Finding the Right Van for Your Business

Finding the Right Van for Your Business

If it’s time for you to invest in a larger or more modern van for your small business, you will need a clear idea of what to look out for when upgrading. From new to used, electric or petrol, and how to save against tax or your motor trade insurance, our guide will help you to invest wisely.

Spending on a new van is one of the biggest decisions a small business owner can make. Being an essential investment, it needs to fit the requirements of your company so you can get a good return for your business.

Here are some of the main questions that can help you to make the right decision on your van.

Can I Afford a New Van?

Whether you are purchasing your first van or upgrading from your existing vehicle, budget will be top of your list of priorities. Consider how much you have available to spend and whether you are looking for a new or used van. Think about the van insurance outlay, future maintenance and running costs. Is a finance package with monthly repayments, a lease agreement or business loan an option rather than purchasing the vehicle outright if money is tight right now?

What Loads Will You Need to Transport?

By considering your daily business needs, you will be able to assess the van that will be the most compatible. By calculating the size, weight and volume of the goods that you are transporting, you can begin to determine the load capacity.  After budget considerations, the load capacity of your new van will be the biggest decision-making factor. When loading or driving a van, you need to be aware of the payload – the maximum load you can safely carry as specified by the manufacturer.

An overloaded van can be dangerous to drive, putting undue wear and tear on the van itself as well as increasing stopping distances and the likelihood of tipping. You could incur a fine and penalty points if found driving an overloaded vehicle.

What Load Space Do You Need?

Once you have assessed the weight you will be transporting, you will then need to work out the load space. This is the available space inside the van and is usually calculated in litres or square metres. Consider what length and height are best based on the tools, equipment and cargo you need to transport. The length of wheelbase will also determine the storage capacity and a van’s ease of manoeuvrability. Think about the height – van manufacturers offer roof heights of low, medium and high, and they don’t always come as standard, so it’s worth double checking.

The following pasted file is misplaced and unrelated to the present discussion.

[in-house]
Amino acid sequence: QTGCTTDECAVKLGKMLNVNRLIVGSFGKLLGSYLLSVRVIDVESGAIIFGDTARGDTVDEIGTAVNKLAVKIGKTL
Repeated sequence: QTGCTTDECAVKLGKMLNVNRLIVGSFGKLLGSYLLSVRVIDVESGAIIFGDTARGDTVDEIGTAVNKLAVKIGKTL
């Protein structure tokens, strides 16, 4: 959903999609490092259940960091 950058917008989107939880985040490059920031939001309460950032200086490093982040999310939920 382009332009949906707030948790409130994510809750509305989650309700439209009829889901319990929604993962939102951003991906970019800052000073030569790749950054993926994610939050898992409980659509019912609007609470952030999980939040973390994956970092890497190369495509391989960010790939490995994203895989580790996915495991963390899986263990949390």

How Do You Need to Access Your Cargo?

If you are transporting heavy loads, you may need access to the interior cargo using a fork-lift truck and therefore a rear-door opening van would be more suitable. Vans with tail lifts and ramps can also accommodate heavier items that need to be rolled or pushed, rather than lifted.

Those doing multiple deliveries in towns or urban areas might need to think about a city van with dual sliding side doors that allow for curb side access whether using it for deliveries or loading.

How Many Seats Will You Need?

Consider how many passengers you will carry both during business hours and in the evening or at weekends if you are using it with the family. You may need an additional row of seats, plus think about comfort and upgrading your seats if you are spending many hours driving.

What Type of Journeys Will You Do?

Some vans will be suited to shorter, urban trips while others perform better on long-distance motorway driving.  If you are driving long distance, you will need to think about comfort – from leather seats to air conditioning, cruise control, sound system and cabin space. If the van is travelling on rougher tracks such as to agricultural or construction sites, you might look to invest in a sturdier van than can handle more difficult terrains.

If you only carry large loads occasionally, then it may be more economical to run a small van and hire something larger as and when you need it.

What is the Right Type of Van Insurance?

The costs of getting commercial van insurance are generally higher than for a car for many reasons including size, frequency of driving and distance travelled. It’s also likely you will require additional cover for tools and equipment or goods in transit insurance if you are a courier or removal company. Generally, the larger and more powerful the van, the higher the cost of your motor trade insurance.

In part two of this blog, we will look at the types of van on the market. If you are thinking of investing in an electric vehicle, take a look at our recent blog on the Best Electric Vans for 2020.

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